Grit is what happens when hard work and dedication hook up and have a baby. It personifies a steely determination to get something done despite obstacles standing in your way. So many of the guests on T4C have had to cultivate grit, perhaps more than any other quality, to achieve their professional goals. But, if you’re anything like me -- a sophomore in college who is trying to figure things out -- that may seem intimidating, confusing and overwhelming to consider. Feeling like you don’t know where to start? Look no further; here are five proven ways to cultivate grit in your life.
The decisions we face as college students are unimaginable. What do I wear? Should I spend my last $6 on a beer or on a meal for dinner? These questions try us even in our weakest moments. But besides the trivial decisions we are tasked with on a day-to-day basis, we are also constantly anxious over the substantial life choices; jobs, relationships, money, complete and utter independence.
Failure, to most, seems like one of the harshest seven letter words out there. Falling far short of your goals can be a terrible feeling. But when you go off the cliff, or face plant, it is crucial to look at those moments as opportunities to grow. Not accomplishing a certain goal, can provide many insights, which can later help fuel future professional achievements!
Don’t believe me? Well, take it from some of our super successful Time4Coffee podcast guests. Below are the top 5 hacks as to why failing can actually be a good thing.
Every one of my family members knew where I was going to attend college: New York.
There was no question about it even when my school of choice only offered me half of the tuition; even when their scholarship program rejected me; even after receiving no response to my letter that practically begged for more financial aid.
So when the financial office at my NYC dream school told me that no amount of loans could help me to afford the school, I remember calling my brother on the phone in tears, crying so hard that I could barely stand from the pain in my abdomen.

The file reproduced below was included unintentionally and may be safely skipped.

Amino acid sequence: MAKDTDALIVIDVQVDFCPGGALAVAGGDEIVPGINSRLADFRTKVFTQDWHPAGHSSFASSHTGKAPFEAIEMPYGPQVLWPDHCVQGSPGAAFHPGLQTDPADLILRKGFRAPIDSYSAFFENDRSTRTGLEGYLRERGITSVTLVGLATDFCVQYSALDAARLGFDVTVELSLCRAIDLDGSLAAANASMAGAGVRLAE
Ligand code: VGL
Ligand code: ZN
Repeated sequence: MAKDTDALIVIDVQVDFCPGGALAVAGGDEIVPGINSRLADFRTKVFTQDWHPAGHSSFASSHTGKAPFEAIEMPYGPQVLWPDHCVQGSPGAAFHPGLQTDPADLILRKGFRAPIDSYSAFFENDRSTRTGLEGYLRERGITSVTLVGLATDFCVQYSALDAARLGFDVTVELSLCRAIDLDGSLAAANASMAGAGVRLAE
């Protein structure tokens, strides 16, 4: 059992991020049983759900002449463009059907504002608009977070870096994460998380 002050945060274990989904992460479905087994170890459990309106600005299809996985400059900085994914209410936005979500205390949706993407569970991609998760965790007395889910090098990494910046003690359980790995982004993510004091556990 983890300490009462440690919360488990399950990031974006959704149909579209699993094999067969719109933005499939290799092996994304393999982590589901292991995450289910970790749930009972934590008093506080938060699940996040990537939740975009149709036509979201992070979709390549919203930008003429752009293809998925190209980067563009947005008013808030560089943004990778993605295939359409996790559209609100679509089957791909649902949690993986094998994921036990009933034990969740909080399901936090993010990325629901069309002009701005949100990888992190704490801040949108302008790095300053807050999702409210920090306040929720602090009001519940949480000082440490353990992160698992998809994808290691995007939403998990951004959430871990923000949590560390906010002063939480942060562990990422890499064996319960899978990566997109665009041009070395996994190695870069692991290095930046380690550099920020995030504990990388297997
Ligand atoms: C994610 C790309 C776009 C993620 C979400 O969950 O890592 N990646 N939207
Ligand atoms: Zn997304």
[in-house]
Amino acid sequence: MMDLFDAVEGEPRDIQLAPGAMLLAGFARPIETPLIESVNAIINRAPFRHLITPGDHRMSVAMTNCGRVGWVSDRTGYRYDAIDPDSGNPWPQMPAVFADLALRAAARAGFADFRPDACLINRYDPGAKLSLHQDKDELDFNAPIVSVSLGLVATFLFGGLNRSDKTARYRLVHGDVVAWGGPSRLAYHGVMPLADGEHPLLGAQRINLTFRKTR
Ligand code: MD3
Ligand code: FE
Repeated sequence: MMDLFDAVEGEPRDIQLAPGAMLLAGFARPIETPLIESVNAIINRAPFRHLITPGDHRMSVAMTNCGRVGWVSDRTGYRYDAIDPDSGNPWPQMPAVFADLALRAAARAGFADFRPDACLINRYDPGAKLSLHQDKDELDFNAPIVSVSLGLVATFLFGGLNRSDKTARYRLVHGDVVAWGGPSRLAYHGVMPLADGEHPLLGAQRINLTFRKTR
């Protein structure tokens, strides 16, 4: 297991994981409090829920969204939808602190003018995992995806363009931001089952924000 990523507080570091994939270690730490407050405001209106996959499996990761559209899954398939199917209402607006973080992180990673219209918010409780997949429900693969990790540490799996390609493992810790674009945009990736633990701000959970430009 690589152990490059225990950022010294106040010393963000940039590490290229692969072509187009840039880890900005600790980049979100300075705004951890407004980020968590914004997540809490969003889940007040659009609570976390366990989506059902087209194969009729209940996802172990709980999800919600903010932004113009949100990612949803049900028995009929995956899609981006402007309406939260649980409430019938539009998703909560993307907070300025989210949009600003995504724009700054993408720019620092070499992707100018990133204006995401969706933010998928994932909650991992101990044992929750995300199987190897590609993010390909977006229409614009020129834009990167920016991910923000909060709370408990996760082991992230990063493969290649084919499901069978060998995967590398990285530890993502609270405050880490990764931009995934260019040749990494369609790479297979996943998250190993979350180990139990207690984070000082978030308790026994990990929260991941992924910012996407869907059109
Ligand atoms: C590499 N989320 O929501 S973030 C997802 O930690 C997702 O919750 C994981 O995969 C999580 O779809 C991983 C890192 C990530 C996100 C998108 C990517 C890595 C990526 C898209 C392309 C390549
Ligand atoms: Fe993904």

Listen up, Java Junkies. I don’t know about you, but when I see a list of episodes, all concerning health and wellness, I immediately think that what I’m getting myself into is a bunch of medical professionals telling me how awful my college lifestyle is.
And yes, in a sense, that is what happened. But it was better than I thought it would be.
It’s your senior year of college, or perhaps you’re about to finish a graduate degree. You’re one step closer to earning well-deserved paychecks at your first post-school job. But you’re not sure what your next steps should be. Maybe you don’t know what you want to do or where to apply. Maybe you’re concerned about taking a job that could derail a career trajectory you’ve dreamed of. Or maybe you realized during college that you’re actually interested in work that isn’t related to the field you’re earning your degree in. What do you do now? First things first, don’t panic!
I’ve always loved history and museums more than the average kid. School field trips to the Smithsonian were more than just a chance to get out of classes for me; they were a chance to learn and explore my passions in a fun and interesting way.
I thought that my fascination with museums would be a side interest, a hobby, and nothing more, until this summer when I joined Andrea, T4C’s Chief Java Junkie, during her interview this summer with the chief curator of the International Spy Museum, Dr. Alexis Albion.
While the journalistic craft can appear narrow with its heavy focus on writing and producing for the print or broadcast news media, there’s no question that as a college major it helps equip students with a diverse skill set that carries weight in countless careers. As a soon-to-be graduate of the University of Maryland’s Philip Merrill College of Journalism who realizes traditional, hard news journalism isn’t for me, I used to find it difficult to imagine realistic and alternative career paths.
While job prospects for today’s college graduates have improved in the last decade, since the Great Recession of 2008, securing a job out of college remains a challenge for many graduating seniors, like me. According to the National Association of Colleges and Employers (NACE), the nation’s full-time employment rate for recent graduates hovers around 58%. That means 2/3rd of us remain unemployed or under-employed.